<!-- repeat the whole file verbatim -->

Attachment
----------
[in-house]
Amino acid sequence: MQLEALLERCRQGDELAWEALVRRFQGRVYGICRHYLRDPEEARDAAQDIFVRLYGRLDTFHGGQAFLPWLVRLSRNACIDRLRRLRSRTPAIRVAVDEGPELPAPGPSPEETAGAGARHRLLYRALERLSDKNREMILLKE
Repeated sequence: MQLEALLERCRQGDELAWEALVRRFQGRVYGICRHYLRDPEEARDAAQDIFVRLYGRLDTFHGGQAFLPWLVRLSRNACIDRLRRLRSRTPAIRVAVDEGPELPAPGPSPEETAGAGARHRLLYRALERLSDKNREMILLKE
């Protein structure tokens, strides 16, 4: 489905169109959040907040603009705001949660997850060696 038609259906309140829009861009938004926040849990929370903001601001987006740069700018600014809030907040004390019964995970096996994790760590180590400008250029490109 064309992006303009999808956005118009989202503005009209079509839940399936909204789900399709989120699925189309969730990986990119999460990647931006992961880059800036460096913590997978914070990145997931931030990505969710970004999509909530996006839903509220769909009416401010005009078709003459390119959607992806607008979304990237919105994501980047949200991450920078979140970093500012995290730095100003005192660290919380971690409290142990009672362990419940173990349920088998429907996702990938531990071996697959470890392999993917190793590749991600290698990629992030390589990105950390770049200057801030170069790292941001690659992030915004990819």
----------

[in-house]
Amino acid sequence: MQLEALLERCRQGDELAWEALVRRFQGRVYGICRHYLRDPEEARDAAQDIFVRLYGRLDTFHGGQAFLPWLVRLSRNACIDRLRRLRSRTPAIRVAVDEGPELPAPGPSPEETAGAGARHRLLYRALERLSDKNREMILLKE
Repeated sequence: MQLEALLERCRQGDELAWEALVRRFQGRVYGICRHYLRDPEEARDAAQDIFVRLYGRLDTFHGGQAFLPWLVRLSRNACIDRLRRLRSRTPAIRVAVDEGPELPAPGPSPEETAGAGARHRLLYRALERLSDKNREMILLKE
């Protein structure tokens, strides 16, 4: 489905169109959040907040603009705001949660997850060696 038609259906309140829009861009938004926040849990929370903001601001987006740069700018600014809030907040004390019964995970096996994790760590180590400008250029490109 064309992006303009999808956005118009989202503005009209079509839940399936909204789900399709989120699925189309969730990986990119999460990647931006992961880059800036460096913590997978914070990145997931931030990505969710970004999509909530996006839903509220769909009416401010005009078709003459390119959607992806607008979304990237919105994501980047949200991450920078979140970093500012995290730095100003005192660290919380971690409290142990009672362990419940173990349920088998429907996702990938531990071996697959470890392999993917190793590749991600290698990629992030390589990105950390770049200057801030170069790292941001690659992030915004990819």